Chemical vapor deposition (CVD) is a technique used to produce thin films of materials. In CVD process, a substrate is heated to high temperature and exposed to precursor gases, which react or decompose on the substrate surface to form a coating of the required material. More specifically, CVD synthesis of materials consists of three steps: Firstly, an appropriate substrate is heated to the growth temperature, while certain gases are flowing to remove any impurities on substrate surface. Then precursor gases are introduced into the reaction chamber and by suitable conditions of pressure, temperature, etc., a coating of the desired material is formed on substrate. Growth continues until precursor gases flow is terminated and finally, on the last step, chamber is cooled down to room temperature.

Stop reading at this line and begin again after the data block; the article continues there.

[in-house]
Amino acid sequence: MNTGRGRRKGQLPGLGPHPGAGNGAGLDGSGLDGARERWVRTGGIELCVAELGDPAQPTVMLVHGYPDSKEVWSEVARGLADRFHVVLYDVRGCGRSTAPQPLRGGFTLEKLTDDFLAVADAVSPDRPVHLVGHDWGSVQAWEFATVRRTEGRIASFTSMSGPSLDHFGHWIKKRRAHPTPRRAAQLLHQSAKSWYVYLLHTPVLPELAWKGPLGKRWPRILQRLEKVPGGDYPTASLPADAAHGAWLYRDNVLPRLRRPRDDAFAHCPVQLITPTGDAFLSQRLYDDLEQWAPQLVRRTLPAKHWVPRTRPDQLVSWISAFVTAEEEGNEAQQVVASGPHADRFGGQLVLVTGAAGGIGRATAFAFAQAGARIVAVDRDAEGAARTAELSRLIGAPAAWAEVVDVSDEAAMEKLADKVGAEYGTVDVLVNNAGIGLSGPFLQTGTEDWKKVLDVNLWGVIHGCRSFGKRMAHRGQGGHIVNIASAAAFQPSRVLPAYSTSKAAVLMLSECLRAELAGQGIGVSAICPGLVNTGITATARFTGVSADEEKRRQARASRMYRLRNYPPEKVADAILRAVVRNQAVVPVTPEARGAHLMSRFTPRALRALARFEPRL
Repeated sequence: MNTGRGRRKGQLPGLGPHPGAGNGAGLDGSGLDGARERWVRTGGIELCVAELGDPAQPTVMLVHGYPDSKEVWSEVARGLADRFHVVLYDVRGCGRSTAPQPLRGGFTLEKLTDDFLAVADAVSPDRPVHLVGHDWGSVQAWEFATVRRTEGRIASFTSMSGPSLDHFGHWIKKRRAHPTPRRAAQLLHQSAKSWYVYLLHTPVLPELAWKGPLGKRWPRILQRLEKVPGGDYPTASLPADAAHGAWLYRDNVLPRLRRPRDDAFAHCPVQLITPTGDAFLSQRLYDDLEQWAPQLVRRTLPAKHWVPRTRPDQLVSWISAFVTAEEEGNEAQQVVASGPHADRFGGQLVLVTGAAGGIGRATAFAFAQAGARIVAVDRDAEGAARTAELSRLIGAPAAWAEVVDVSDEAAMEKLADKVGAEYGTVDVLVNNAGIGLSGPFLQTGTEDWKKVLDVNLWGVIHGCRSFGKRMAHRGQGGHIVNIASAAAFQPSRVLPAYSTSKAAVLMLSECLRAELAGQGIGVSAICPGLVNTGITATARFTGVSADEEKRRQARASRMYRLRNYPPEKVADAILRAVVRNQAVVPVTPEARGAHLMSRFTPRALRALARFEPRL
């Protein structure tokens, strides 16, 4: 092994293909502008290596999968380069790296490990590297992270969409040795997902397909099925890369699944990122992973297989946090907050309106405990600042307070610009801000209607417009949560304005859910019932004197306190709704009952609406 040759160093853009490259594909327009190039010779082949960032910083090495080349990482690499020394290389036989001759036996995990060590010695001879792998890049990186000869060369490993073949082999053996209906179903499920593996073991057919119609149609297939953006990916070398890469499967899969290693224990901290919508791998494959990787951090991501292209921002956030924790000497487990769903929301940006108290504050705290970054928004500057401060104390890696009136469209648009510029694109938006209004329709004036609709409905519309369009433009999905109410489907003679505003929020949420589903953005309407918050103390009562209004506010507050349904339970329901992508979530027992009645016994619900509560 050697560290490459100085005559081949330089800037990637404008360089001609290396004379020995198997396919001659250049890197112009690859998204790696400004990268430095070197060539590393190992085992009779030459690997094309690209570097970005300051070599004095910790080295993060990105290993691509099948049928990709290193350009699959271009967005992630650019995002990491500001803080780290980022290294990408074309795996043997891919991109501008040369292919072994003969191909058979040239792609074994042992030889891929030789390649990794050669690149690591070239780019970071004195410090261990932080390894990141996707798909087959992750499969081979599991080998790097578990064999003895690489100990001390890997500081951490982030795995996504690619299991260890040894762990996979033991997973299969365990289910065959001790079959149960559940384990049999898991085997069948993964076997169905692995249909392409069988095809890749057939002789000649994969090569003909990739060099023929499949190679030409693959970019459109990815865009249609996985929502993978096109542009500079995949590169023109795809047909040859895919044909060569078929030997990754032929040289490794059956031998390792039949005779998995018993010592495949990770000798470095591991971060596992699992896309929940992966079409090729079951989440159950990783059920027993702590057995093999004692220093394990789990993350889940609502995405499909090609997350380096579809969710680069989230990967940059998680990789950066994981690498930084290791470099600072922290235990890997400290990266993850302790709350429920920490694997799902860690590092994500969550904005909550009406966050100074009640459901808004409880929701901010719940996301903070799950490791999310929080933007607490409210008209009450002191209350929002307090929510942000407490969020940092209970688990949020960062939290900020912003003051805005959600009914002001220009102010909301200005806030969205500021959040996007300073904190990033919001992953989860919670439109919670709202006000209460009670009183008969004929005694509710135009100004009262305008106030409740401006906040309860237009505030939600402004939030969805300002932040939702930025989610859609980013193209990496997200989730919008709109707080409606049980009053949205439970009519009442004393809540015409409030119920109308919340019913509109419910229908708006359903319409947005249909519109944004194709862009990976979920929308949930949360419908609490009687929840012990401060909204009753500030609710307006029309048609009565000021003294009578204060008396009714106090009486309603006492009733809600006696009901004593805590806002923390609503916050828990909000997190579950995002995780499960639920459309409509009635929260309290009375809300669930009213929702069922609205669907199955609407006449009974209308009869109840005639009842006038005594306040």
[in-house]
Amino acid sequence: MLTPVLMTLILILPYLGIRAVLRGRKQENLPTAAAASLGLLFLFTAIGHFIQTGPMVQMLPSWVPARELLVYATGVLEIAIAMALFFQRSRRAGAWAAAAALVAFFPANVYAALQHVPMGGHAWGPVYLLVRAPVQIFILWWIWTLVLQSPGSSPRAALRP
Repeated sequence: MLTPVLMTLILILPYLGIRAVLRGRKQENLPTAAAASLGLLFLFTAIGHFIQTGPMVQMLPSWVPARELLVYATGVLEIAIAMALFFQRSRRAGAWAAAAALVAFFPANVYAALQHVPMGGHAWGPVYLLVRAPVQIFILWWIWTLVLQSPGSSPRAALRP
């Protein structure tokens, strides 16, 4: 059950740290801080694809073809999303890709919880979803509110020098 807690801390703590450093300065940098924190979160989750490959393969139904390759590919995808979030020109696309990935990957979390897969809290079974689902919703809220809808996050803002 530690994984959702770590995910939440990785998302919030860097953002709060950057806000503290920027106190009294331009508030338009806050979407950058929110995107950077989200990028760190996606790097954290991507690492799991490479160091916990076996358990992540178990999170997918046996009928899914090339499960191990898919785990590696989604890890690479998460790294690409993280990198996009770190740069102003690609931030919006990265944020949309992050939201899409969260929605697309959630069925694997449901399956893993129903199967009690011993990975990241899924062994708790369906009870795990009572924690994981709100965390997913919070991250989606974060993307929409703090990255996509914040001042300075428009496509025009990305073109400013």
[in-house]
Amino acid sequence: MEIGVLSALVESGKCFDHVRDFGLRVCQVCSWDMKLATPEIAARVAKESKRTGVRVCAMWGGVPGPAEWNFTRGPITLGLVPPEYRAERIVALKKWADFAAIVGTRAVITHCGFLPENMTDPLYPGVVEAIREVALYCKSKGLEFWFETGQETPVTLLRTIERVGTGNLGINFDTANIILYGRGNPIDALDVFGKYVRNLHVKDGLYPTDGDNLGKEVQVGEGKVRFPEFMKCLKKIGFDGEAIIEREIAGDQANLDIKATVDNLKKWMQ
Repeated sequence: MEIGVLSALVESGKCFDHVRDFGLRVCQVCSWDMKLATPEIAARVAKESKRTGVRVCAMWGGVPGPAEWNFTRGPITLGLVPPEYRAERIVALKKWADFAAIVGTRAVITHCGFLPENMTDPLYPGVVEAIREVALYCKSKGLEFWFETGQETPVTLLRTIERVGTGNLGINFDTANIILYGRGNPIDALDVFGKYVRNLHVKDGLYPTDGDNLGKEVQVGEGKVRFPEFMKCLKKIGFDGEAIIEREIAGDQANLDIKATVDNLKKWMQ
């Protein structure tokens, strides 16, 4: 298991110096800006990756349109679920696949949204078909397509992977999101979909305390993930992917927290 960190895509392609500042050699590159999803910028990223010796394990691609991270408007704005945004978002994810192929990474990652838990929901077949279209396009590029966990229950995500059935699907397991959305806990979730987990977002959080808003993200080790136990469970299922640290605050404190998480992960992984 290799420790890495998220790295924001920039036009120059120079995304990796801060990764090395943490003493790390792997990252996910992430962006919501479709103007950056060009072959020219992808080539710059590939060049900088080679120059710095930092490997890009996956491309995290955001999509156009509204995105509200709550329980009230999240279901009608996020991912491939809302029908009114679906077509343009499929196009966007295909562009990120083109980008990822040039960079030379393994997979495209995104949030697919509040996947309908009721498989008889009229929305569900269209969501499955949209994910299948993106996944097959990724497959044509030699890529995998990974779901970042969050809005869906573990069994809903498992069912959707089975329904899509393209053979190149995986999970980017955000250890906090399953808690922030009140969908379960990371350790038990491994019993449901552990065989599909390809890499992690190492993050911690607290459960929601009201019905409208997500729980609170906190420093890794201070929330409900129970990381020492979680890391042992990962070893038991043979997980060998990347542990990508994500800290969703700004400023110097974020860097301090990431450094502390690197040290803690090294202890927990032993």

CVD process can be successfully used for the production of high quality graphene. For this, metal substrates, methane gas as precursor material, low pressures and temperatures of ~ 1000 °C are used. Also, other process gases, such as argon and hydrogen, may be present. Common substrates include copper and nickel. Copper substrates are particularly attractive, since copper is an excellent catalyst for the graphene formation and also can be easily removed during graphene transfer to other substrates.
Initial goals aimed at the successful production of large scale, monolayer graphene. This is now achieved, amongst others, using copper foils as substrates. Understudying graphene growth mechanism and careful selection of gas flows, growth temperature, pressure and time can lead to the formation of large, monolayer graphene crystals.
Synthesis of high quality graphene is a key factor for the development of advanced technological applications like new generation optoelectronics, transistors, sensors, energy storage devises, composite materials etc.